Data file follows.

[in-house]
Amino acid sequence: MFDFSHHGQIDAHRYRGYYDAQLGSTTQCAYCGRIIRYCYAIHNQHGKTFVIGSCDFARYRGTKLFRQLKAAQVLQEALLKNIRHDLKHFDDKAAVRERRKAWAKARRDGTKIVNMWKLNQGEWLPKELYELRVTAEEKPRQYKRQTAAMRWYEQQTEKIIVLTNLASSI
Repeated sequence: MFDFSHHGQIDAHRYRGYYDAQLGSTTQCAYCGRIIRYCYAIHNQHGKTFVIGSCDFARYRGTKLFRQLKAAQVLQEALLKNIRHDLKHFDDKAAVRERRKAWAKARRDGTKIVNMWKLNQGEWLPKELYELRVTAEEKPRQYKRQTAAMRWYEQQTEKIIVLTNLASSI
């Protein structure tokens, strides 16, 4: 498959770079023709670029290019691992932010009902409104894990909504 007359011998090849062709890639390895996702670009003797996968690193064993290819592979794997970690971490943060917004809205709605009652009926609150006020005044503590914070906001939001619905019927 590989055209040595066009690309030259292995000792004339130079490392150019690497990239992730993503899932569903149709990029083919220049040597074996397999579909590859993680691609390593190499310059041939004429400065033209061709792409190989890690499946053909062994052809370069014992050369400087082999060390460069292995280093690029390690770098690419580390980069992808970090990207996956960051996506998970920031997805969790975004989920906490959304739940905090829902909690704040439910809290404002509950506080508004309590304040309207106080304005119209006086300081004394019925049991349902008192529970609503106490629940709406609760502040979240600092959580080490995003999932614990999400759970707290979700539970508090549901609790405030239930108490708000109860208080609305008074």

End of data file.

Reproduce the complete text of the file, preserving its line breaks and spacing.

[in-house]
Amino acid sequence: MFDFSHHGQIDAHRYRGYYDAQLGSTTQCAYCGRIIRYCYAIHNQHGKTFVIGSCDFARYRGTKLFRQLKAAQVLQEALLKNIRHDLKHFDDKAAVRERRKAWAKARRDGTKIVNMWKLNQGEWLPKELYELRVTAEEKPRQYKRQTAAMRWYEQQTEKIIVLTNLASSI
Repeated sequence: MFDFSHHGQIDAHRYRGYYDAQLGSTTQCAYCGRIIRYCYAIHNQHGKTFVIGSCDFARYRGTKLFRQLKAAQVLQEALLKNIRHDLKHFDDKAAVRERRKAWAKARRDGTKIVNMWKLNQGEWLPKELYELRVTAEEKPRQYKRQTAAMRWYEQQTEKIIVLTNLASSI
């Protein structure tokens, strides 16, 4: 498959770079023709670029290019691992932010009902409104894990909504 007359011998090849062709890639390895996702670009003797996968690193064993290819592979794997970690971490943060917004809205709605009652009926609150006020005044503590914070906001939001619905019927 590989055209040595066009690309030259292995000792004339130079490392150019690497990239992730993503899932569903149709990029083919220049040597074996397999579909590859993680691609390593190499310059041939004429400065033209061709792409190989890690499946053909062994052809370069014992050369400087082999060390460069292995280093690029390690770098690419580390980069992808970090990207996956960051996506998970920031997805969790975004989920906490959304739940905090829902909690704040439910809290404002509950506080508004309590304040309207106080304005119209006086300081004394019925049991349902008192529970609503106490629940709406609760502040979240600092959580080490995003999932614990999400759970707290979700539970508090549901609790405030239930108490708000109860208080609305008074």